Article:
When parents fight, children are usually affected. If parents can resolve their conflicts without behaving violently toward each other or speaking harshly, children are not as disturbed. They learn that conflicts can be resolved peacefully and relationships preserved, even when people strongly disagree with each other. When parents lash out or give each other the silent treatment, however, children are affected in many ways.
A bad relationship between parents even affects children during infancy, according to research reported by Science Daily in 2011. Researchers studied 350 families with babies who were 9 months old at the beginning of the study. In the families with a high level of marriage problems, the babies had more sleeping problems when they were 18 months old, either having a hard time falling asleep or staying asleep. The researchers observed families with adopted children to rule out a biological disposition for sleep disorders and also ruled out other factors, such as birth order and the temperament of the child. "Parents should be aware that marital stress may affect the well-being of their children even in the first year or two of life," research associate Anne M. Mannering was quoted as saying in the report.
Science Daily also reported on children's school difficulties as related to parental conflict. Researchers studied a group of children for three years, beginning when the children were 6 years old. The children who reported concerns about how their parents got along with each other were at significantly higher risk for having problems paying attention; the problems began one year after the children reported their concerns. Researchers speculated the children may have developed the habit of diverting their attention from their current situation in order to deal with the chaos in their home environment.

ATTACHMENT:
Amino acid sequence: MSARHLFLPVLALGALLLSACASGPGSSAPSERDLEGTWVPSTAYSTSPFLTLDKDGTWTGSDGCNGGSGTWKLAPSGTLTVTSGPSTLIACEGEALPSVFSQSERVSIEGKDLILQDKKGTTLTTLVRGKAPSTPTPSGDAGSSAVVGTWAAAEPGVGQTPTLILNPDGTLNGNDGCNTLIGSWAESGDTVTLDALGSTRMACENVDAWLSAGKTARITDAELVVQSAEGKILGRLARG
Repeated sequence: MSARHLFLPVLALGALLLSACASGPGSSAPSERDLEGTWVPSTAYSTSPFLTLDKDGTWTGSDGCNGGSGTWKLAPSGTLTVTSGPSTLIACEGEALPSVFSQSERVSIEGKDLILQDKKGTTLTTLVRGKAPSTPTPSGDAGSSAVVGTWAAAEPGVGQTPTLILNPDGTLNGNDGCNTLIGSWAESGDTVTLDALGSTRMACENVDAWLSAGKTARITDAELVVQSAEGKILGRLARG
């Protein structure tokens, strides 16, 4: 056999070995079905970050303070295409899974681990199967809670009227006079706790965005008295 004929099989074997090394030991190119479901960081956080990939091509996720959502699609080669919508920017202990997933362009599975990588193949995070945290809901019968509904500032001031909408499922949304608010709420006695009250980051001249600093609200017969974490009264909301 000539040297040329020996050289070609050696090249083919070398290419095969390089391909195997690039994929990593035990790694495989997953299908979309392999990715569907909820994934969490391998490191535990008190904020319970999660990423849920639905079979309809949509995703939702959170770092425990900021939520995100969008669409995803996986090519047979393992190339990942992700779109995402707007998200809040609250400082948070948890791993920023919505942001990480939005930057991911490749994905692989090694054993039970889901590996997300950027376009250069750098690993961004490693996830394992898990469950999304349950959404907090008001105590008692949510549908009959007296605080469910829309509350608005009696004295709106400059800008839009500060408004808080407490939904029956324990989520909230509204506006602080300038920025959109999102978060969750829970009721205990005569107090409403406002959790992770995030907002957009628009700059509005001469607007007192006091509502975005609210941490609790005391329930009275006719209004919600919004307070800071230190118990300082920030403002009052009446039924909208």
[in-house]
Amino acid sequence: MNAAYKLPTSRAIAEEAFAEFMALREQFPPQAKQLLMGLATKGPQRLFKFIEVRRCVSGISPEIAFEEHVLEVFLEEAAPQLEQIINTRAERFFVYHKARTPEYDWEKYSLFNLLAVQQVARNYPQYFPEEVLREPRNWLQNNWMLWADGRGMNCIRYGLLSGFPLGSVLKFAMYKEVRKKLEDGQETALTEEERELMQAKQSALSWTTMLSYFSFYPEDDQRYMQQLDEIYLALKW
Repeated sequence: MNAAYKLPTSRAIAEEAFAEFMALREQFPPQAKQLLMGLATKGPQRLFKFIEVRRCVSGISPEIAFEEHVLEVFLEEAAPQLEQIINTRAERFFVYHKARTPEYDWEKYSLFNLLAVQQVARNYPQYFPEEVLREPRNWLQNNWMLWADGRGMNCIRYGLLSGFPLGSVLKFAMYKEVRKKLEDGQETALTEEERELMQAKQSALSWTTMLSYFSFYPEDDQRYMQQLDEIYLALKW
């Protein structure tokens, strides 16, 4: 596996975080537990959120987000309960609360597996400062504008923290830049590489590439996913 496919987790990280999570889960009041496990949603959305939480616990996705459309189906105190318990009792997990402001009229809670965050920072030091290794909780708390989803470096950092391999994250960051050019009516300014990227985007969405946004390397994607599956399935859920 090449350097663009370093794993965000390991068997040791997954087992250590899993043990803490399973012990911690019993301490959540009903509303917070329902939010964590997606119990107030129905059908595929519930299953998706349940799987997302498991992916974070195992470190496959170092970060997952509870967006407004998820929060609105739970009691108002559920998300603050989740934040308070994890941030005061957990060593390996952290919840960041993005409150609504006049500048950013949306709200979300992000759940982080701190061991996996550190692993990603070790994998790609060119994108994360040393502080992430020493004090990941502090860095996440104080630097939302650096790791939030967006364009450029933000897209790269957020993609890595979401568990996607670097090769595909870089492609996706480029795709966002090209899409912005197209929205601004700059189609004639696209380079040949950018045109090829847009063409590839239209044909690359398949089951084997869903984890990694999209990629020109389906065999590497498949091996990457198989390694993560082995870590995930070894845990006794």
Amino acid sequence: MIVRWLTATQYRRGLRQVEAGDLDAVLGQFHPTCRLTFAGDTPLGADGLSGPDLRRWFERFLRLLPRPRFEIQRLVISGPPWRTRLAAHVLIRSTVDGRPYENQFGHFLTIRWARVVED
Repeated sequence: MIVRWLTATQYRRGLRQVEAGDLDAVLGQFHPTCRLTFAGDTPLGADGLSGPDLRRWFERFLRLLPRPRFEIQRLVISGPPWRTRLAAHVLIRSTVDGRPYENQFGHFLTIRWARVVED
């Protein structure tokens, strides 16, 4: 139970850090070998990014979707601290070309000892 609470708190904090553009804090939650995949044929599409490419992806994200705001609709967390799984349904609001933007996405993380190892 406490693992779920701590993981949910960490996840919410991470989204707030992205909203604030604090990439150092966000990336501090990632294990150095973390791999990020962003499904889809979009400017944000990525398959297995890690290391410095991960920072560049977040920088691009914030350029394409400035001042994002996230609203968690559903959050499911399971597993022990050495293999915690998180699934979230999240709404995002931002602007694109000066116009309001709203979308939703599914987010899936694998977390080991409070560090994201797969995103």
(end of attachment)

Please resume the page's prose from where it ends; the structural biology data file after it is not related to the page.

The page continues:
Elevated Stress Hormones
Children who are upset by their parents' fighting have an elevated level of cortisol, a hormone related to stress. Science Daily reported that a 2008 study of 6-year-old children revealed elevated levels of cortisol after parents simulated an argument over the phone; the more upset children were, the higher their cortisol levels. Elevated cortisol levels cause many problems, including lowered immune system function; lowered bone density; increase in weight gain, cholesterol levels, blood pressure and risk of heart disease; difficulties with learning and memory; higher risk for depression and other mental health illnesses; and shorter life expectancy.
Problems in Teen Years
Unfortunately, a bad relationship between parents can affect a child for years. Researchers discovered that children whose parents engaged in frequent, harsh fighting when the children were in kindergarten experienced mental health and behavioral problems when they were in the seventh grade. The children experienced more depression, anxiety and emotional insecurity. The primary author of the study, Mark Cummings, professor of psychology at Notre Dame, said in an article for The Star that children were especially at risk when "their emotional insecurity increases as a result of the conflict."